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Exploring Social Media Diversity with Natural Language Processing

This post uses natural language processing on Twitter data to determine the diversity of Twitter accounts the author is following. An innovative take on social media analytics.

Stage 2: Sorting the nouns into wheels

Once we have a collection of the top 50 most commonly occurring nouns (excluding the black-list), we want to sort them into their respective diversity wheel.

Now for each of these words we build up a synset. A Synset is a set of synonyms that share a common meaning. So for ‘technology’, the synset includes the nouns ‘technology’ and ‘engineering’.

I compiled a list of professions, sorted by similarity, so a oceanographer is next to a meteorologist, but far from mechanic. These professions then form a circle like this:

Professions circle

If I then match my social network into those professions and then weight them as a polar diagram I see what the distribution is over this chart.

Profession distribution chart

OK, so I follow a lot of CTOs, CEOs, engineers, developers, directors and clergy. Wait, what? I follow a lot of clergy?

For each profession, I listed other terms, for clergy we have clergy, vicar, rector and priest. When I debugged the algorithm it was finding a lot of uses of the word ‘father’ and a hypernym for father is of course priest. So my algorithm needs a little work.

Stage 3: tipping the scales

Now that I have the profession distribution, I build up other diversity wheels for age, gender. I considered sexual orientation but it was unreliable as not something people generally use to describe themselves in a profile.

Imagine each of these wheels in a series, they are interconnected, since a single person’s diversity reflects many aspects.

Colorful pinwheel

To create a diverse social network we want to rotate each of those wheels away from their current position. Think of the combination lock on your bike, you don’t just turn the numbers one-notch away from your key combination, you turn each one (hopefully) randomly to make it impossible for someone to guess the original combination.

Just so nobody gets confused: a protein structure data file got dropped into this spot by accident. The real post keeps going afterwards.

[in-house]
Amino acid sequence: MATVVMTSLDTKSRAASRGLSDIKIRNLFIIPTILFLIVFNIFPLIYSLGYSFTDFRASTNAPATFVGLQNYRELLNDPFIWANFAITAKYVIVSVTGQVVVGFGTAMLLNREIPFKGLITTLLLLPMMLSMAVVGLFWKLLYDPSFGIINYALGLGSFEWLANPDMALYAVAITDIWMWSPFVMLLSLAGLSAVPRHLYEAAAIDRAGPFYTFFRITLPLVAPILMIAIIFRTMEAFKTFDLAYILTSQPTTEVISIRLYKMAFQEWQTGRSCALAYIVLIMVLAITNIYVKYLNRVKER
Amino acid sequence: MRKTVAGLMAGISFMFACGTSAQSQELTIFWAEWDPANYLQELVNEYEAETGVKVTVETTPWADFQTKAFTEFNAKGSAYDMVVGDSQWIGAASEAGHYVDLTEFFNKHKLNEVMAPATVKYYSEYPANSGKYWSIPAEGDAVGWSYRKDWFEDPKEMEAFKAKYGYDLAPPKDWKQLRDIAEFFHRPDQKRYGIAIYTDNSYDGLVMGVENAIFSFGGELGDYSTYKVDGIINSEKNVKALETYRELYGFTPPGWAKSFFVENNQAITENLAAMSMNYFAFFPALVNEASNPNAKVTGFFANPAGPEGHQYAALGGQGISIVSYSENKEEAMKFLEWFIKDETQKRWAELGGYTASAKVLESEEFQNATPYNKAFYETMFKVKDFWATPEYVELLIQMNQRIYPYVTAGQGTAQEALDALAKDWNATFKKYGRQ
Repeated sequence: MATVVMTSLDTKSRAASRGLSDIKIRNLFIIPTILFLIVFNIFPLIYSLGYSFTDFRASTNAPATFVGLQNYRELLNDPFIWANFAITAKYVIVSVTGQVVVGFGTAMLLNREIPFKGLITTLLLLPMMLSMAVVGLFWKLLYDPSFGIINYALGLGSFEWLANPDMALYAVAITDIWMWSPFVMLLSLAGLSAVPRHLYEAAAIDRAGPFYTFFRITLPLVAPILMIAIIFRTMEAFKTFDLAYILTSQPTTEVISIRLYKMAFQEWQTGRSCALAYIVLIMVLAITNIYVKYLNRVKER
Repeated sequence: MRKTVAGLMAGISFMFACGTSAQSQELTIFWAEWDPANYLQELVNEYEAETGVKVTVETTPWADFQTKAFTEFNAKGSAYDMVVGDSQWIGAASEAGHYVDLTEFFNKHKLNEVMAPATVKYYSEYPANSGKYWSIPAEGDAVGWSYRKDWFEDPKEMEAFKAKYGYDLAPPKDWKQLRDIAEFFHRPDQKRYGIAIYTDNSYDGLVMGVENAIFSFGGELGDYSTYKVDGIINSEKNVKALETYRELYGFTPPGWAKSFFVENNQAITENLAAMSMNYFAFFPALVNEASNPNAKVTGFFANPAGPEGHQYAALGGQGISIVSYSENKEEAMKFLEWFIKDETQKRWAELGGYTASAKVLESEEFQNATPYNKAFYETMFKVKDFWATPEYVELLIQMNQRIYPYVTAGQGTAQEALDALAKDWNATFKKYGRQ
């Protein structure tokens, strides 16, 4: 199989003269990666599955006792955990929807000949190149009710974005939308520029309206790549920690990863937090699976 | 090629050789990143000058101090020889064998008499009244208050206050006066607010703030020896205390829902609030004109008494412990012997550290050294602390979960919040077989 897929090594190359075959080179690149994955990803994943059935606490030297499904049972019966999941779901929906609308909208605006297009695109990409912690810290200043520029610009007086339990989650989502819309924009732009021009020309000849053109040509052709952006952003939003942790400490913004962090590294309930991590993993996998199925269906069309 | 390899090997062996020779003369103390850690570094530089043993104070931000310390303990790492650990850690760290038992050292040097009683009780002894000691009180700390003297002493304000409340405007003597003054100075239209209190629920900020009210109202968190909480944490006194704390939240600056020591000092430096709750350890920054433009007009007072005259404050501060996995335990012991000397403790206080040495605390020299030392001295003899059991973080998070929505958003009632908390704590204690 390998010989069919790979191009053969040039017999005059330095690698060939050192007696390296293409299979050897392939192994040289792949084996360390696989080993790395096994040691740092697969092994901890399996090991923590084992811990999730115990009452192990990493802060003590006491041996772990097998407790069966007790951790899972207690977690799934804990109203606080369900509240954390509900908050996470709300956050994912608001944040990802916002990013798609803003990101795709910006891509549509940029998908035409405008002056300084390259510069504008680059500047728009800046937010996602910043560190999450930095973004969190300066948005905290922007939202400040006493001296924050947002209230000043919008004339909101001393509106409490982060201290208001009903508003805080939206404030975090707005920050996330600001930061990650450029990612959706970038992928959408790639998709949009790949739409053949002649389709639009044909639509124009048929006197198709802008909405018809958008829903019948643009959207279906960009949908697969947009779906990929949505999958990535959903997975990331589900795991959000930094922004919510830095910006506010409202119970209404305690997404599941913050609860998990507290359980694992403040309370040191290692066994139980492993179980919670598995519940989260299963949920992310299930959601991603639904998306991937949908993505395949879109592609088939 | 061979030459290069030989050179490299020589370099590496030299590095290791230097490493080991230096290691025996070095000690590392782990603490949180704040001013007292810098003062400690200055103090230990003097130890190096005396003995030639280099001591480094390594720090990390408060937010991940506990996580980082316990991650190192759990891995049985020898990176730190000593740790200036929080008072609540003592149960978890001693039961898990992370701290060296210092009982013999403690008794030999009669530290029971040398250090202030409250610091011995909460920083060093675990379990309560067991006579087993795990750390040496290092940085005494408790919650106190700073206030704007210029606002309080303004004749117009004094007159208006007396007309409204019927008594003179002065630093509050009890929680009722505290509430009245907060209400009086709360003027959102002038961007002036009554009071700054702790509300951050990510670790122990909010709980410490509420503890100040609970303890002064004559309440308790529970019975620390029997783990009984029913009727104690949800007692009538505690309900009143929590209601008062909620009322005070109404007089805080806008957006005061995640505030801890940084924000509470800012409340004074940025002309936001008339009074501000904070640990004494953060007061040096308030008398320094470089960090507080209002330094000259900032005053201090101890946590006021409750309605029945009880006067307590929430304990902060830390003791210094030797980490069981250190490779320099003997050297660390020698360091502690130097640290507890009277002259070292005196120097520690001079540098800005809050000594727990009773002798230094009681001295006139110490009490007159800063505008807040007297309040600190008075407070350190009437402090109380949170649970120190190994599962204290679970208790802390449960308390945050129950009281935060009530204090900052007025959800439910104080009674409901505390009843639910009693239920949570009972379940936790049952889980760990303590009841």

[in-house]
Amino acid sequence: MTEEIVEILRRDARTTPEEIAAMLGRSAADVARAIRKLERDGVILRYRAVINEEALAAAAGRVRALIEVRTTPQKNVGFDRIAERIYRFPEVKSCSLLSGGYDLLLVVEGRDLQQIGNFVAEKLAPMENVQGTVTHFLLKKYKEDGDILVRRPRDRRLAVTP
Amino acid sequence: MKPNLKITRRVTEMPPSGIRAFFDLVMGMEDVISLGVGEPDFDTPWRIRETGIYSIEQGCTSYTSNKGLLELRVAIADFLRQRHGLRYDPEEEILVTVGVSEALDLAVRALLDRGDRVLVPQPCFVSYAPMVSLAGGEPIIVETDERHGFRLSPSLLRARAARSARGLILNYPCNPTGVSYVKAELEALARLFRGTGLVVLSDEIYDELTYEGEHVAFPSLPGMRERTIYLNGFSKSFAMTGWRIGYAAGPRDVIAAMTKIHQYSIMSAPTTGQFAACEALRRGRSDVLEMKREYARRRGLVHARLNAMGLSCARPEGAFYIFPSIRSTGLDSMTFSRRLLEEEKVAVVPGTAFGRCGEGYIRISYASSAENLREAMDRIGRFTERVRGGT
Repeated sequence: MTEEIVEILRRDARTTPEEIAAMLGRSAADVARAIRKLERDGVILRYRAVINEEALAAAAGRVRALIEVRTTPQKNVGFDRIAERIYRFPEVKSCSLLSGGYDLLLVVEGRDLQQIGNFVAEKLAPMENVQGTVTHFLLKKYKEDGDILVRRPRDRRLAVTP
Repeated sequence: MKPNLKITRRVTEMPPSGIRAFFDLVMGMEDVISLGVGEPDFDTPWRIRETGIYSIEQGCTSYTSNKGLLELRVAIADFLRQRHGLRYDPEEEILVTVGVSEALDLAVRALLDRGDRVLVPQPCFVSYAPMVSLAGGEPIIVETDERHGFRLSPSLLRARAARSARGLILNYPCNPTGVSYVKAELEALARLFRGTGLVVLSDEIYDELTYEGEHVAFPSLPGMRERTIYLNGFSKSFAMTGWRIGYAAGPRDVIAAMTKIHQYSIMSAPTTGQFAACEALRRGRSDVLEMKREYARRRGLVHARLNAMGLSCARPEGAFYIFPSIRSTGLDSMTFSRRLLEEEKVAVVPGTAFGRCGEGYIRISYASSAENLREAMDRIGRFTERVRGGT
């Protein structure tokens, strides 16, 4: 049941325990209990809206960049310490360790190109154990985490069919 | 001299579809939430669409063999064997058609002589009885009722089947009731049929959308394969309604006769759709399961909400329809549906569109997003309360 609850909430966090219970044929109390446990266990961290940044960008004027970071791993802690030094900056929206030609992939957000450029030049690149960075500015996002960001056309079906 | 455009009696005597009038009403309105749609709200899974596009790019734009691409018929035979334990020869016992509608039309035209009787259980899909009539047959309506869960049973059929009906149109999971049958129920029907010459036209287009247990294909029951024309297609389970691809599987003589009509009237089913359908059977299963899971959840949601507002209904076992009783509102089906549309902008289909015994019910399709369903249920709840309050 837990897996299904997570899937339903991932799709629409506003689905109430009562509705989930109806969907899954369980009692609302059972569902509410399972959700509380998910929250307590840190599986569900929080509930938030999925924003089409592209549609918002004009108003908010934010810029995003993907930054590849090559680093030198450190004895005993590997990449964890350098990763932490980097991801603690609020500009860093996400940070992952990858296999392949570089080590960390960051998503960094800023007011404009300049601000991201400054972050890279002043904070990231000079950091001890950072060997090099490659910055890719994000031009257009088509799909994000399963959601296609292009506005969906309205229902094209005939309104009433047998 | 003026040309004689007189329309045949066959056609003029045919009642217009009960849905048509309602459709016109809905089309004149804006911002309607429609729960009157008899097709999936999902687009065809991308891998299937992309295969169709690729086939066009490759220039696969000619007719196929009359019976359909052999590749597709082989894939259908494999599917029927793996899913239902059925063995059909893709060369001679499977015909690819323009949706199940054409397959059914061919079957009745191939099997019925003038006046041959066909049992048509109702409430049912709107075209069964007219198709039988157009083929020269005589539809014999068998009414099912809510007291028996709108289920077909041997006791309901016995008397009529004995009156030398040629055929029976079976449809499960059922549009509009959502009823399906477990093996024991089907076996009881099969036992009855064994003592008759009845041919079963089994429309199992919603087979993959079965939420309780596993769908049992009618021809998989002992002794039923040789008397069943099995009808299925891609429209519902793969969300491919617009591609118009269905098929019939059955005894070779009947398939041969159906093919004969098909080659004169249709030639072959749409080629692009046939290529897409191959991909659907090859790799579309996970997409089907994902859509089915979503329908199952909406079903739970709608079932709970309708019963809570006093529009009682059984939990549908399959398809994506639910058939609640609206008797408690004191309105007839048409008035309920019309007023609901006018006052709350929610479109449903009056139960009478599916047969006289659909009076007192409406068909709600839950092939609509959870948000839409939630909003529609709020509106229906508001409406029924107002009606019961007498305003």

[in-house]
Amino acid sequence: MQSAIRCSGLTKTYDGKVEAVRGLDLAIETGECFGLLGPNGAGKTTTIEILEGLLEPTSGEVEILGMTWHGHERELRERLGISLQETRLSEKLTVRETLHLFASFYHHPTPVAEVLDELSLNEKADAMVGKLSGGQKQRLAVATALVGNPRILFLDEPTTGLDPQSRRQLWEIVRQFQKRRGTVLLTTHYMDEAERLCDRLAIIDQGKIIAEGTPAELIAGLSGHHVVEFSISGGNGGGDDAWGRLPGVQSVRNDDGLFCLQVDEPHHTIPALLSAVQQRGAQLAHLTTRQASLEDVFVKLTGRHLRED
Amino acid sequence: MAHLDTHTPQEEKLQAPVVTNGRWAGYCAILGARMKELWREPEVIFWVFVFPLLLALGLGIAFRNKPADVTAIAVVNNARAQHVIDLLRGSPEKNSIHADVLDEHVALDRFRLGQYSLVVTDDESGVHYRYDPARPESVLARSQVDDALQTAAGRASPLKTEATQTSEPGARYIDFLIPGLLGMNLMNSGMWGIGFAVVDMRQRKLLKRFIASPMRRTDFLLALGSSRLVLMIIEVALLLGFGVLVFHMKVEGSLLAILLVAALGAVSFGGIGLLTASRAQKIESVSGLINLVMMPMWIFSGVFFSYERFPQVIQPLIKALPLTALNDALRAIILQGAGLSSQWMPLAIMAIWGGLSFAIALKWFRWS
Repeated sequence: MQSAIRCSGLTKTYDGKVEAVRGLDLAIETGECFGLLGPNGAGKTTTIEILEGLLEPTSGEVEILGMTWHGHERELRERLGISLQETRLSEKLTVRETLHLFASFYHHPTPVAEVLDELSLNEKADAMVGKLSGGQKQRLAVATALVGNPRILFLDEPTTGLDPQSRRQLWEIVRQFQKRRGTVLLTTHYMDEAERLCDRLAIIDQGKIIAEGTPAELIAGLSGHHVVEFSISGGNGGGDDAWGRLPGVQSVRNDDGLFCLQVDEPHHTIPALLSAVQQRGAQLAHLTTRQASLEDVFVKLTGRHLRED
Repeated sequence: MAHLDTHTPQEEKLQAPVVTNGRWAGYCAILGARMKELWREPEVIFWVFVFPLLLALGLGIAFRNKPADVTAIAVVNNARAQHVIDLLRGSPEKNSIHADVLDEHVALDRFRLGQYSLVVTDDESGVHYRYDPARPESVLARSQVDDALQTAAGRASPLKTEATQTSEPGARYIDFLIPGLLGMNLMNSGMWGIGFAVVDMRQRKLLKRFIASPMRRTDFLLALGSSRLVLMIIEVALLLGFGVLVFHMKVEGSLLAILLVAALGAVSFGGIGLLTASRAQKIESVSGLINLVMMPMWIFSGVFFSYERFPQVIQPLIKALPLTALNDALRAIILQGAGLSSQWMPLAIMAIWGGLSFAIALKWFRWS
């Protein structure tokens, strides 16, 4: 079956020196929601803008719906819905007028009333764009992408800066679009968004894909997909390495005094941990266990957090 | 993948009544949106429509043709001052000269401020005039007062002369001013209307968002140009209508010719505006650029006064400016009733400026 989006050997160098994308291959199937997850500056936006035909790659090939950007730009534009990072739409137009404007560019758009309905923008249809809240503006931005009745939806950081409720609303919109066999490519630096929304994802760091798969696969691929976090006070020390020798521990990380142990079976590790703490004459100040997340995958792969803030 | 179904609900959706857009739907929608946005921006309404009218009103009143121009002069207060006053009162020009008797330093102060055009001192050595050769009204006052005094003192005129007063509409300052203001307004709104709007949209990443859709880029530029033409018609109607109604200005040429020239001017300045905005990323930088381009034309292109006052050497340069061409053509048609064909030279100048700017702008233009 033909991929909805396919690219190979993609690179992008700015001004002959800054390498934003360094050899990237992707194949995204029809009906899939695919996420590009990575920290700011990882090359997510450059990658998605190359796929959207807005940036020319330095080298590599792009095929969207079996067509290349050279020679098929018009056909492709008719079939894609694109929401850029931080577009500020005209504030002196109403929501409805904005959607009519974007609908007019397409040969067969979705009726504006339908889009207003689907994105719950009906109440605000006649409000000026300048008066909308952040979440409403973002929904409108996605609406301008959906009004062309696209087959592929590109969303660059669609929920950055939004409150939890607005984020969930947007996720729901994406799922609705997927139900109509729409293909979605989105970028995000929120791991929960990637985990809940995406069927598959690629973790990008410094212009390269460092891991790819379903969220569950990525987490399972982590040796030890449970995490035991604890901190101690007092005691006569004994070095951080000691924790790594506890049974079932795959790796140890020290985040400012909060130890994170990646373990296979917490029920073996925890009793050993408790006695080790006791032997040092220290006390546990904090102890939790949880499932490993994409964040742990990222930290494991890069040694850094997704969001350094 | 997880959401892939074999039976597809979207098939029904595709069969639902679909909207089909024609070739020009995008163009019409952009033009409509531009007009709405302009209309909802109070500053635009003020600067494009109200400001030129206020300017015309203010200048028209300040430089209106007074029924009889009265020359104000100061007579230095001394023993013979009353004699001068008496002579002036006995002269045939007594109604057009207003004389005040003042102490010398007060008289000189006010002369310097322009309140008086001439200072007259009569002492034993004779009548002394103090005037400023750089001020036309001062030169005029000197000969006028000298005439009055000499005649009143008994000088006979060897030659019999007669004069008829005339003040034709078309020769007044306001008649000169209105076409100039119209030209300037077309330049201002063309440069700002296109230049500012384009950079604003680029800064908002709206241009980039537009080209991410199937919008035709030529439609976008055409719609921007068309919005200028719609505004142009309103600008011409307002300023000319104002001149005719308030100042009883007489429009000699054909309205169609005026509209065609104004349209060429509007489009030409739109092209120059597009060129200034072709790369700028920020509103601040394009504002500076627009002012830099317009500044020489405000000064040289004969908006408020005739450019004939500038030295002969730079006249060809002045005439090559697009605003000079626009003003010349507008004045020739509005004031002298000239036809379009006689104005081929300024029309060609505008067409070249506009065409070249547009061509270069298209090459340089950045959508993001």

Reconsider the profession wheel, I don’t want the algorithm to suggest only 1 profession based on the statistical point which is furthest from my median because that still wouldn’t be diverse. I want a collection of professions that are furthest away from my social network to expand. Those are (according to my charts) doctors, physicians, dentists, physiotherapists.

Gender distribution

According to my gender distribution, I need to follow a lot more women and those who identify as non-binary.

All of this was done in less than 200 lines of Python.

What does this mean?

I would love to see research like this picked up by the social media engines. Once I have the outputs from my algorithm, I’m still constrained by Twitter’s keyword search feature and the rate-limiting APIs.

Twitter has some characteristics that impact natural language processing. The most obvious is that the character limit forces non-natural language. People over-punctuate, use abbreviations and rarely use prepositions. It was a lot of trial and error to get NLTK to do what I wanted.

Looking a Twitter you can see how much of an issue this is, we should have a “who [not] to follow”, reversing the suggestion list and considerations around diversity.


What next

I’m going to develop the algorithm to implicitly infer location, gender and age then build out the diversity wheels better for those aspects.

I’m going to measure the central point of the diversity wheels and their interconnections.

Offer a range of suggestions based on varying diversity, instead of simply assuming the opposite.

Bio: Anthony Shaw is Head of Innovation at Dimension Data. He leads research initiatives on DevOps, automation, cloud, machine learning and IoT as well as promoting innovation, free-thinking and global collaboration programmes. Anthony is involved as a member for both the Apache Software Foundation and the Python Software Foundation and makes 1000's of contributions yearly to support open-source through his work and research.

Original. Reposted with permission.


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